SFFMP 165: Relaunching a Series, Bookbub Ads, and Does Podcasting Help Authors?

A return guest joined us on the show this week, Bryan Cohen, non-fiction author, podcaster, and author of fairy tales and superhero fiction. We talked about the fairy-tale-writing pen name he launched in 2016 and the big relaunch (including edits, new covers, and new ASINs on Amazon) he did of his first fiction series in 2017, where he turned it from a sort-of-urban fantasy series to something clearly in the superhero genre. We also discussed tips for getting the cost per click down on Bookbub ads and whether podcasting can be useful for authors.

In the end, Bryan told us about the Sell More Books Show Summit, a conference he’s helping host the first weekend of May in Chicago this year, and what prompted him to start a new conference for authors. If you’re interested in going, tickets are still on sale (with the Early Bird price good through January 12th this week).

Here are some more specific details of what we talked about:

  • How Bryan’s foray into fairy tales and a new pen name went.
  • What he learned from launching into a new genre.
  • How organizing and putting together a fairy tale anthology with some other well-known authors helped earn a good amount through Kindle Unlimited and also drive readers back to his novel.
  • Some things he wishes he had done differently when launching the pen name.
  • How he juggles writing fiction, hosting a podcast, and working in the author services industry with having a family.
  • Whether it makes sense to be a podcaster as well as an author — ie. will it sell any books?
  • What kind of podcast would make sense if an author was interested in starting one?
  • Current events in the publishing world that authors may be overreacting to.
  • What made Bryan decide to not only relaunch his series with new covers, blurbs, titles, and in a new genre, but also why he went back and did some major editing on the early books.
  • Budgetary and time concerns to think about with a relaunch.
  • Whether to keep your existing Amazon ASIN and book reviews or to start from scratch.
  • Whether it’s necessary to clear a relaunch with fans or if Bryan dealt with any blowback from readers upset by the edits.
  • Bookbub ads and ways to tinker to get the CTR up (and the cost per click down).
  • Whether Bookbub ads are more effective in some genres than others.

If you enjoyed listening to Bryan chat, you can also check him out on two of our earlier episodes:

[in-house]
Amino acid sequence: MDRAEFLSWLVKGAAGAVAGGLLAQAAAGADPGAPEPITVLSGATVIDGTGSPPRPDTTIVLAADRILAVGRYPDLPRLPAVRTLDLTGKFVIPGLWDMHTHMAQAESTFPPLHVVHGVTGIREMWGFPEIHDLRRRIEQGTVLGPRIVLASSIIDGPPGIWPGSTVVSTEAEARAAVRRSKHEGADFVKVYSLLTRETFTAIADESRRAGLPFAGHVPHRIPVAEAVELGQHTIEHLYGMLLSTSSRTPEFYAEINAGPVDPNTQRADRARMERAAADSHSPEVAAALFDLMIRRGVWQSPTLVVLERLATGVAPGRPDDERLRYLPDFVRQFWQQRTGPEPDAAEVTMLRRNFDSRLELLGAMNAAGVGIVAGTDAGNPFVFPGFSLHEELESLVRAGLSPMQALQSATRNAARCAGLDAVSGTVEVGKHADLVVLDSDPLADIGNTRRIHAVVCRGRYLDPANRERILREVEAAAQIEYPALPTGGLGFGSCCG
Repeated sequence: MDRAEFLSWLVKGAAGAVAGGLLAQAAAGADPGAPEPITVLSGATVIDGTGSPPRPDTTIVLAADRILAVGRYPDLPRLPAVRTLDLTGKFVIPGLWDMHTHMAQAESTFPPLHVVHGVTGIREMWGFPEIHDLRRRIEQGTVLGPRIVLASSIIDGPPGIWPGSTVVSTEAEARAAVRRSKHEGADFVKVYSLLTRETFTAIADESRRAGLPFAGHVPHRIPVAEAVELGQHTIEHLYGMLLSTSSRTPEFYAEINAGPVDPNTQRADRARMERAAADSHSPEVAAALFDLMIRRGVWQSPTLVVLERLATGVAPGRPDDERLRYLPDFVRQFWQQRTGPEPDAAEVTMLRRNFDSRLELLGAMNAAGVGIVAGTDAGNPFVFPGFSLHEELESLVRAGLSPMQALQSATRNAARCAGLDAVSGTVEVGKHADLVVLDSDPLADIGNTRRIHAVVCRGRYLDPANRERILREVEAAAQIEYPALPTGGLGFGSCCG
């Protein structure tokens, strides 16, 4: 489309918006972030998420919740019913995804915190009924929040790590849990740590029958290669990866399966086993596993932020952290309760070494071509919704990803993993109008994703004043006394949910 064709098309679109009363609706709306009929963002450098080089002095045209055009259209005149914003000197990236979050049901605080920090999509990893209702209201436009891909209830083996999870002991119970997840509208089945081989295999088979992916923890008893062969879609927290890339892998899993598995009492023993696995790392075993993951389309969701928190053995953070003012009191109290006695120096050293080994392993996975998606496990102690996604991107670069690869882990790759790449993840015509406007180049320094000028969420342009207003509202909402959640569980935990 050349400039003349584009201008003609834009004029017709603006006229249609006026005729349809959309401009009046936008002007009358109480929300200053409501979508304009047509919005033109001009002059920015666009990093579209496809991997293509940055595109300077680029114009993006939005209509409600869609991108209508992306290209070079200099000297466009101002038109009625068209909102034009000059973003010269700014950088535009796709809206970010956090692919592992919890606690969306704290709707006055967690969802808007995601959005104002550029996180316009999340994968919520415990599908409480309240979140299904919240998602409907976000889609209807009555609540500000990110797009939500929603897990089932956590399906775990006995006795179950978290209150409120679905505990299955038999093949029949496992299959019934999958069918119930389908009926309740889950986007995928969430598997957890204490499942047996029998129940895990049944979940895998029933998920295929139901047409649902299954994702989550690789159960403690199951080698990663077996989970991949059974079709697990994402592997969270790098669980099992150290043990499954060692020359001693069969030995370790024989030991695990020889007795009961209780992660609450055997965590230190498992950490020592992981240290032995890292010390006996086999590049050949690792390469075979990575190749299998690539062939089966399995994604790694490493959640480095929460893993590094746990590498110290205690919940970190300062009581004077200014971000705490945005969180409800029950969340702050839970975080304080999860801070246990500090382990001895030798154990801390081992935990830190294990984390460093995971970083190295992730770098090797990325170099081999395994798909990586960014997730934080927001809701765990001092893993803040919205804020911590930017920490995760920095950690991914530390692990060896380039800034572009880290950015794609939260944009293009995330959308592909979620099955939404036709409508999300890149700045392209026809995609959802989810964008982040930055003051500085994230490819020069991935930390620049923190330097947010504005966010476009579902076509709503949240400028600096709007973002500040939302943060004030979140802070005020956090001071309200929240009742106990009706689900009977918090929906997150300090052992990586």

SFFMP 15: YouTube Marketing, Facebook Events, and Increasing Mailing List Sign-Ups

SFFMP 84: Creating Better Book Descriptions (Blurbs) to Improve Your Sales with Bryan Cohen

Also, make sure to visit his site, check out his books if you like superheroes or fairy tales, and the Summit if you’re interested in going.

 

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SFFMP 118: Writing Longer Books, Pricing Higher, Web Serials, and Generating Multiple Streams of Income to Go Full Time

Drew Hayes, superhero/litRPG/urban fantasy author, joined us for this week’s show. He got his start with web serials before Wattpad was ever a thing, and he grew a fanbase so that when he launched his first ebook a few years ago, it did great right out of the blocks. Since then, he’s started several series, including urban fantasy with a small press, and gone full time as an author.

Here are some of the details of what we talked about tonight:

  • How Drew started publishing his work on the web and wrote the first year of his Super Powereds story before ever creating an ebook.
  • Are web serials still popular, and would it be worth starting one as a new author coming in now?
  • Can a podcast be useful for growing a fan base?
  • Writing longer books (of 200,000 words or more) and pricing a little higher — will the market accept that?
  • Succeeding as a full-time author on about three releases a year.
  • Why Drew decided to sign with a small press after he’d had success as a self-published author.
  • How long books can be great for the audio format, since some listeners buy the longest books they can get for their monthly credit at Audible.
  • How Drew uses Patreon to bring in extra income and also keep in touch with his fans.
  • Why he’s stuck with going wide and hasn’t joined Amazon KDP Select for more than a brief trial.
  • His thoughts on advertising (he hasn’t done much of it!) and what’s working for others he knows who do more.
  • His interesting launch strategy to get a lot of reviews on release day…

Drew’s blog post on the basics of advances.

You can visit Drew on his site, check out the Authors & Dragons podcast, or find his books in any of the online stores including Amazon. You can also check out his Patreon campaign or the new book he has coming out later in February: Forging Hephaestus (Villains’ Code Book 1).

 

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